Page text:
Abstract 14270: Body Size Misperception and Longitudinal Changes in Weight and Cardiovascular Risk Factors: the Dallas Heart Study (DHS)
Background Body size misperception, the failure to recognize a need to lose weight among overweight/obese individuals, hinders weight loss and likely contributes to the obesity epidemic. Few longitudinal data on weight change or CV risk factors are available for people with body size misperception.
Methods Overweight/obese participants [body mass index (BMI)≥25 kg/m2] in the DHS, a multi-ethnic probability-based sample of Dallas County residents aged 18-65, were surveyed at study entry in 2000 regarding self-perceived actual and ideal body sizes using the validated Stunkard nine-figure scale. Body size misperception was defined for overweight/obese individuals as perceived ideal body size larger than or the same as perceived actual body size. Age-adjusted weight change, blood pressure (BP), and lipids at follow up in 2009 were compared between those with vs. without misperception.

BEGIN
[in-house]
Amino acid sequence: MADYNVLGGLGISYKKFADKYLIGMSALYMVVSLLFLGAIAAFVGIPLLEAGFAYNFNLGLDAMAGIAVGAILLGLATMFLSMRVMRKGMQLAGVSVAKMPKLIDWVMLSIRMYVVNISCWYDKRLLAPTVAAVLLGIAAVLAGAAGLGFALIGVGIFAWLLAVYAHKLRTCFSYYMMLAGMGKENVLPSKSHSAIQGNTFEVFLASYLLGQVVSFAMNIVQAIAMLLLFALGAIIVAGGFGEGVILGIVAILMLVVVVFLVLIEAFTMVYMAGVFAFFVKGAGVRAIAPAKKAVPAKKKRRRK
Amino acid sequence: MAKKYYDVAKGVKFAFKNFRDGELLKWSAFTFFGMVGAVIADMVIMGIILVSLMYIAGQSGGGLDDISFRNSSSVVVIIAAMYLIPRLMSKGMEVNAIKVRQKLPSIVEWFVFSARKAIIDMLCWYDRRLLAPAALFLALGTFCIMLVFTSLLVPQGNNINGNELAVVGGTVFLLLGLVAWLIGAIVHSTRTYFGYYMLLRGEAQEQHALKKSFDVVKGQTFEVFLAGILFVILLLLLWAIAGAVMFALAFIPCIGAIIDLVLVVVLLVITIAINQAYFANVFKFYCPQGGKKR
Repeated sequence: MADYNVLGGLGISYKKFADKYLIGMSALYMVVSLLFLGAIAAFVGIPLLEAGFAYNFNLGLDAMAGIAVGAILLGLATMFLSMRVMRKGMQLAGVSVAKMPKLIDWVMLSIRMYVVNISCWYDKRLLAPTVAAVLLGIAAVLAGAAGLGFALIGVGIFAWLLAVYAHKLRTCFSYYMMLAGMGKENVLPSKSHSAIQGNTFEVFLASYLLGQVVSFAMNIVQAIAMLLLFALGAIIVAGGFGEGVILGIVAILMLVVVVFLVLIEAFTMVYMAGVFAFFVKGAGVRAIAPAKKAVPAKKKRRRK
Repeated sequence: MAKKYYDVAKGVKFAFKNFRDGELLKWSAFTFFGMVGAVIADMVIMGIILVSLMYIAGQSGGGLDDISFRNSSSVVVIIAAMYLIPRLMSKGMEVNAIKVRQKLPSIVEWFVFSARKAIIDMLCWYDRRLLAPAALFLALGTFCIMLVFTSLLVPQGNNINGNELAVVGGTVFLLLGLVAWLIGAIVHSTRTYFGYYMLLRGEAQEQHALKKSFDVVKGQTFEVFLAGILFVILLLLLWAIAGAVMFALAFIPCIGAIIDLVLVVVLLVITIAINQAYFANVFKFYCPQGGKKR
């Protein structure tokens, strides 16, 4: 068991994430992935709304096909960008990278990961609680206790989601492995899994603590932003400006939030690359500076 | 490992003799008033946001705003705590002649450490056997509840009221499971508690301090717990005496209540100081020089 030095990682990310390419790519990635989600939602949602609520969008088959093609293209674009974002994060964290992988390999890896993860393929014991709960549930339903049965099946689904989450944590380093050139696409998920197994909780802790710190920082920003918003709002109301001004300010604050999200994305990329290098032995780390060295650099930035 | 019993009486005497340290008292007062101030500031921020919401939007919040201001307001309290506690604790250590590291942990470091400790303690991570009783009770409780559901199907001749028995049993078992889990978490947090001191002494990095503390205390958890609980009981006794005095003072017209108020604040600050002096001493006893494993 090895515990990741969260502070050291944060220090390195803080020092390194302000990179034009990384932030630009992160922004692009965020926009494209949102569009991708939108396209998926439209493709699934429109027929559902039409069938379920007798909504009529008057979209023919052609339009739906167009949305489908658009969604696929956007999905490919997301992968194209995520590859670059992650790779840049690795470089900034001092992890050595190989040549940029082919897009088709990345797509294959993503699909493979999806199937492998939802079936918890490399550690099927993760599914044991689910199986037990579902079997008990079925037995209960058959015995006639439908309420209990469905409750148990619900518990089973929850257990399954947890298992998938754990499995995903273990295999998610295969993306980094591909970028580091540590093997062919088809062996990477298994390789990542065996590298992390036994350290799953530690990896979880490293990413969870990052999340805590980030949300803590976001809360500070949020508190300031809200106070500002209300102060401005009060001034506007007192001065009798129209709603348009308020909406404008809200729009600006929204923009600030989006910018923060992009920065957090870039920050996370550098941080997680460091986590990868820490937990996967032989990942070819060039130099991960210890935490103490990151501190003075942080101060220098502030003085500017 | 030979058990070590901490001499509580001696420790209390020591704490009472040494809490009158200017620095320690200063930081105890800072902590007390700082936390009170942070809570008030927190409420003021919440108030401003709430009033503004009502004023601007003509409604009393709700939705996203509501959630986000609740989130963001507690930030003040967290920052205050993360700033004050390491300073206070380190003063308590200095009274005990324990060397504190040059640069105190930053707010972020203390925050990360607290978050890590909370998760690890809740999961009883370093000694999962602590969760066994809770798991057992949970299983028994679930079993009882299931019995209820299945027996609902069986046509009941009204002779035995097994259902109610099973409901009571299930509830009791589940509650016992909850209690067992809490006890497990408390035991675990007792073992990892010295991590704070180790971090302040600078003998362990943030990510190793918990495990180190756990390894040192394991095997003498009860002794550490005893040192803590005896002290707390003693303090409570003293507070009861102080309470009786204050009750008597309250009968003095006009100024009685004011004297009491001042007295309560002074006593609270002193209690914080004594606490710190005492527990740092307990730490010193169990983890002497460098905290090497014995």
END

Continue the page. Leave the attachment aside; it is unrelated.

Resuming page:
Results For the study population (n=1467), those with baseline body size misperception (N=219) gained significantly more weight over the 9-year period than those without misperception [mean weight change (MWC)±SD = 3.0±8.0 kg vs. 1.7±10.8 kg, p=0.002, Table]. When stratified by sex, women with misperception gained 5 times more weight than women without misperception. Weight gain for women with body size misperception was accompanied by higher systolic and diastolic BP as compared to women without misperception at follow-up; however, there was little difference in total, LDL, and HDL cholesterol between the two groups. In contrast, for men with vs. without body size misperception at baseline, MWC and follow-up SBP, DBP, and lipids were similar.
Conclusions Among overweight/obese women, body size misperception is associated with increased weight gain and higher BP over time. These data support a role for body size misperception as a barrier to CV risk reduction among women. Targeting and countering body size misperception may be a valuable strategy for improving CV health for women.
- © 2011 by American Heart Association, Inc.